The ideas of economists and political philosophers, both when they are right and when they are wrong, are more powerful than is commonly understood. Indeed the world is ruled by little else. Practical men, who believe themselves to be quite exempt from any intellectual influence, are usually the slaves of some defunct economist. Madmen in authority, who hear voices in the air, are distilling their frenzy from some academic scribbler of a few years back.
—John Maynard Keynes
Ideas are powerful. They dictate the way we behave. When ideas are acted upon by powerful people they affect all of our lives.
In 2008 the world experienced a financial crisis. In the space of a month, the stock market lost 40 percent of its value and the world entered the worst recession since the 1930s. The US unemployment rate went from 4.5 percent to 10 percent. Between September 2008 and September 2009 the economy lost half a million jobs a month.
Following the 2008 crisis, there was a fierce debate in the press between classical economists like Eugene Fama of the University of Chicago and Robert Barro of Harvard, and Keynesian economists like Paul Krugman of Princeton University and Brad Delong of the University of California at Berkeley. Classical and Keynesian ideas have been actively debated by economists for seventy years. When one side or the other gains more credibility, the effect on all of our lives is substantial.
Policy makers are guided by economic theories. In the 1990s and early 2000s classical economists argued that markets should be given free rein. Their ideas led to deregulation of the financial markets in the late 1990s and the repeal of legislation that had been put in place during the Great Depression. Classical ideas ascended for thirty years, beginning in the 1970s and ending with the onset of the financial crisis in 2008.
In response to the 2008 crisis, the pendulum of economic ideas has swung back towards regulation. Policy makers in the Obama administration are influenced by the ideas of the English economist John Maynard Keynes. Keynes argued that free markets need to be controlled and that government should be held responsible for ensuring that everyone who wants a job has one.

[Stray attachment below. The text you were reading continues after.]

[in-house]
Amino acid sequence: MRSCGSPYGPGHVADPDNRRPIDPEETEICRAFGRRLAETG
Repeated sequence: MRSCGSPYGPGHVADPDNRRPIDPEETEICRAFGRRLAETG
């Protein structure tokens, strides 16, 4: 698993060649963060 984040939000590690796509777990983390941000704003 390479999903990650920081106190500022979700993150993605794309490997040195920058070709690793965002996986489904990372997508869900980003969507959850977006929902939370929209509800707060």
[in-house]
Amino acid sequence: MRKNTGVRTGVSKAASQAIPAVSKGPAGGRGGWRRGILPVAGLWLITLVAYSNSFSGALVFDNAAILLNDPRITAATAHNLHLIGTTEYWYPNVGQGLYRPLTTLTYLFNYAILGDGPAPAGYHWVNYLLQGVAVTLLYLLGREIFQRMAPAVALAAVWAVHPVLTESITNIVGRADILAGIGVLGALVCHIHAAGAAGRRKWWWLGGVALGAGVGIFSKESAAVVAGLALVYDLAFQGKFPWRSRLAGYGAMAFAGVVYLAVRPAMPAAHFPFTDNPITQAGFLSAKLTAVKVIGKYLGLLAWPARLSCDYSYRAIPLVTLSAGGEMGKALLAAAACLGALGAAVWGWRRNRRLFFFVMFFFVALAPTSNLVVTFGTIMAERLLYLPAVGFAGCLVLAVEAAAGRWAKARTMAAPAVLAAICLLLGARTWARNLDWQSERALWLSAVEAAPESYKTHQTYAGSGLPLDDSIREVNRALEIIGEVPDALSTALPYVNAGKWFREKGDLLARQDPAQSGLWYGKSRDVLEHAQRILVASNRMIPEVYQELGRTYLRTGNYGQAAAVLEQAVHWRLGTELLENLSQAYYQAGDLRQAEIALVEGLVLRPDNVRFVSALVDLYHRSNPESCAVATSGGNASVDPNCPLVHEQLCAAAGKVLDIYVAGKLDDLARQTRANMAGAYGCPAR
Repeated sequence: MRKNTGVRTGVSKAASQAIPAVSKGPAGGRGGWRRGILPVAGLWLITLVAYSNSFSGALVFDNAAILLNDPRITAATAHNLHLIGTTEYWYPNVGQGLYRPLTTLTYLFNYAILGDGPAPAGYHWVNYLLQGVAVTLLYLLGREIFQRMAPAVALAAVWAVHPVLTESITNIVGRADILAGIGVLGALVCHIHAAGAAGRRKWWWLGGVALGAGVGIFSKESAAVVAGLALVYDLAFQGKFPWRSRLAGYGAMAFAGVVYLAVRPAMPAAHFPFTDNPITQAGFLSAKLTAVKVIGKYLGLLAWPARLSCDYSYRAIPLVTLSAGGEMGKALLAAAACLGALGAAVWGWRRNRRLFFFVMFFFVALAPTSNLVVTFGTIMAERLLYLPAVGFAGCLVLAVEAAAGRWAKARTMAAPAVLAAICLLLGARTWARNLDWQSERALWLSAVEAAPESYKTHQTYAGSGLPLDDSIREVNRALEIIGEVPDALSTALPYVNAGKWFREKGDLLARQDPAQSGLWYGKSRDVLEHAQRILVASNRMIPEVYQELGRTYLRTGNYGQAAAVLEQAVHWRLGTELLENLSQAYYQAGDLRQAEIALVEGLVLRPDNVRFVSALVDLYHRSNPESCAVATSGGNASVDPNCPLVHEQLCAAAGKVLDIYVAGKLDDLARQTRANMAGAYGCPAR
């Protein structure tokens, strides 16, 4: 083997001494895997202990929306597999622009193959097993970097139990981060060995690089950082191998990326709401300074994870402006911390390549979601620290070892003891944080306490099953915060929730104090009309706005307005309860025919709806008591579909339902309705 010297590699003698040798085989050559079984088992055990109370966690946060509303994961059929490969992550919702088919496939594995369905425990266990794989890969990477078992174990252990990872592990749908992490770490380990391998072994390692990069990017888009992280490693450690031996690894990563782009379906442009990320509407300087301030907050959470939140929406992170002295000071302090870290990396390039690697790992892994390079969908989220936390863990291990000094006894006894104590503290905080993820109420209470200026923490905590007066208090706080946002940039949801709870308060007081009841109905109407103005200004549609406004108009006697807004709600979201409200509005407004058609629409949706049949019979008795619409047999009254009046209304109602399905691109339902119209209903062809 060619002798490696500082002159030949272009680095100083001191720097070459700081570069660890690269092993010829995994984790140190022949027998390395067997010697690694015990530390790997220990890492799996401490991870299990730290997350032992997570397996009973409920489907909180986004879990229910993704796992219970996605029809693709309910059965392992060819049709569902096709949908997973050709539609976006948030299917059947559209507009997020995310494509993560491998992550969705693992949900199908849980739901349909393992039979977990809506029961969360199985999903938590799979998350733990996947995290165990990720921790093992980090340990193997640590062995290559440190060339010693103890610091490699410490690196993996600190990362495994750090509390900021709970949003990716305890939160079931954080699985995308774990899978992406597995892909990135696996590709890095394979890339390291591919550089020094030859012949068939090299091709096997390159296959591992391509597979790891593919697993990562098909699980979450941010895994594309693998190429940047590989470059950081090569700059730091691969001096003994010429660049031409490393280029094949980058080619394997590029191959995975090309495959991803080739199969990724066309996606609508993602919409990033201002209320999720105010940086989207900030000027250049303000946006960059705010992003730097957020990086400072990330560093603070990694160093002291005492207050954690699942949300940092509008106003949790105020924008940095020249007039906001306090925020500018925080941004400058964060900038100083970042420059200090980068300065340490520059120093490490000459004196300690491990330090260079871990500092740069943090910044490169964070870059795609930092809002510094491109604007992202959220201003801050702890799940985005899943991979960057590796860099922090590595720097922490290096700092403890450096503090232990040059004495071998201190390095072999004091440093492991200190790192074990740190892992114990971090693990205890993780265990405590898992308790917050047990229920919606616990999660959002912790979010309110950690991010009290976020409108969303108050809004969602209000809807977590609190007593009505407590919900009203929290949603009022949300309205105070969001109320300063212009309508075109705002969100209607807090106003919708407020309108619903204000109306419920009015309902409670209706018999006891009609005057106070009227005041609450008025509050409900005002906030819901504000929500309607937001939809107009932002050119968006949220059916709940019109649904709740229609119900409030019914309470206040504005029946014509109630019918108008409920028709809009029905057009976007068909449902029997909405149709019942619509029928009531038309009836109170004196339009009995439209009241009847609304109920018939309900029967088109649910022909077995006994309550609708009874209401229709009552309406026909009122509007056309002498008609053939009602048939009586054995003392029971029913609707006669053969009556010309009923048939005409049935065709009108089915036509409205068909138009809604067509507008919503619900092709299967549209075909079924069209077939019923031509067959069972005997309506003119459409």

Why is there such disagreement amongst economists, politicians, and journalists about economics? Who are the classical and Keynesian economists and what did they say? Most importantly, how has economic history influenced the development of classical and Keynesian ideas?
Classical and Keynesian Economics
The economic history of the past hundred years can be divided into three periods, each guided by one of two different economic theories: classical and Keynesian economics.
Before 1930, classical economics was dominant. In the period from 1946 to 1976 classical ideas were replaced by a new theory, Keynesian economics. From 1976 through to 2008 classical economics once more gained the upper hand.
The swing from classical to Keynesian economics (1946 to 1976) and back again to classical ideas (1976 to 2008) was driven by historical events. The rise of capitalist free-market economies in the mid-eighteenth century led to dramatically improved living standards and Scottish economist Adam Smith developed classical economics to explain their remarkable success.
During the Great Depression of the 1930s capitalism failed in a spectacular way as the unemployment rate in the United States climbed to 24 percent. This failure of free markets to deliver prosperity led to a rejection of classical economic theory and the development of an alternative set of ideas to explain what had gone wrong: Keynesian economics.